At work we buy a lot of assets because we have to produce a lot with a very tight schedule. So whenever I do something for myself I model everything. It may take much longer but its waaay more fun and the only way to learn and improve fast. Most of the elements in the scene were made form basic shapes. For the wave I made a plane, used the subdivision modifier and deformed if by rotating some vertecies, the boat was shaped out of a cube and deformed with the lattice modifier. And the tentacles were just simple bezier curves converted to meshes and cleaned up to be all quads. The only hard thing to do was the French captain. After I was happy with the “dirty” model I started to do the manual retopology. I added a Plane and set the snap to closest face and enabled the “project individual elements” button. Then I just began with some loops around the main elements of the model (body, neck, arms and legs) and tried to keep the polygon number “logical”.. which means something like, if I have 12 quads on the body loop then I need 6 for each leg and arm (an always keep the number a “power of 2” so I can close them with a quad). Of course I made like a million mistakes and had to do this over and over again (“luckily” I have to spent around 5 hours a day in a train to get to work, so I have enough time to do this stuff).
The texturing was quite easy. This is one of the areas where I love to work in Blender, especially for cartoon style stuff. I defined the UV islands for the important things like faces and each different material, unwrapped it and started to paint directly on to the model. Then I just made some custom brushes for the “metallic” and “smoothness” values (as they are called in Unity, in Blender it represents glossy and roughness) and hand painted those too. I have a Wacom Inutuos tablet at home (which I used for modelling the “dirty” model) but most of the textures I painted with the track pad on my laptop.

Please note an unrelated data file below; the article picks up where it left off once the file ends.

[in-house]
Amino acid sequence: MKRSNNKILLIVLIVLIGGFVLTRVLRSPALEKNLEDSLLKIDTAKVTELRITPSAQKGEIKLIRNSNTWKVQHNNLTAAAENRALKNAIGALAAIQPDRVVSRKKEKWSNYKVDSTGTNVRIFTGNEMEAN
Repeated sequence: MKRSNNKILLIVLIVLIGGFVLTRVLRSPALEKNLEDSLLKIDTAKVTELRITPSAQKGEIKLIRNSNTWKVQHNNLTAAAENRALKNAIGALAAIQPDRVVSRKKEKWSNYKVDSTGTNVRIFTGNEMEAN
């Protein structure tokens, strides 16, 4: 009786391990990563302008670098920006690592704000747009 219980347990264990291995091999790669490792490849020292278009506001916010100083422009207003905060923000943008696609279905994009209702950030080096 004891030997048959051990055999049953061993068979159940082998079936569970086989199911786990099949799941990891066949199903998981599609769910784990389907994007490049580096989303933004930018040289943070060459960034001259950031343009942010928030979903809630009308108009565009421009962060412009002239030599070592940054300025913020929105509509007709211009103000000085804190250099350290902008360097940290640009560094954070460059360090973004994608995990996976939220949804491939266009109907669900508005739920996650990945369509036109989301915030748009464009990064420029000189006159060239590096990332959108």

For the Normal maps I subdivided the mesh with the Multiresolution modifier and just sculpted all the details I wanted (again.. because it was impossible to get the Normals from the “dirty” model, it was just too messy) and then baked the normals from the highpoly model. I made the fatal mistake of leaving the “subdivide uv’s” check box on. So I got some black (or blank) edges on the model and it took me a while to realise my mistake ( a few train rides wasted…).
Unity is an amazing program / game engine. I used to experiment with Unreal but Unity is way better documented and I personally think it gives me more freedom to create specific looks and game / program types. As I baked all needed textures in Blender I just applied them to the specific slots from the standard shader and that was it. I then only modified a free script for a flying camera to get some good views for the final renders.
For the light I made a custom hdri in Blender by blurring and colour correcting a hdri from hdriheaven. I used this as a skybox in Unity for the “ambient” light and then I overwrote the camera background with a plain dark blue. For the main lights I did the simplest thing everybody does when they don’t have a clue what to do… I created 3 point lights, one white, one blue and one orange. Then you just place them on different sides of the Model and play with the strength values. This always works. And last but not least I used the Postproccesing stack from the Unity asset store (its a free asset). This really makes the difference! You can add all kind of effects and colour corrections, with this you can make a plain cube look like an art piece.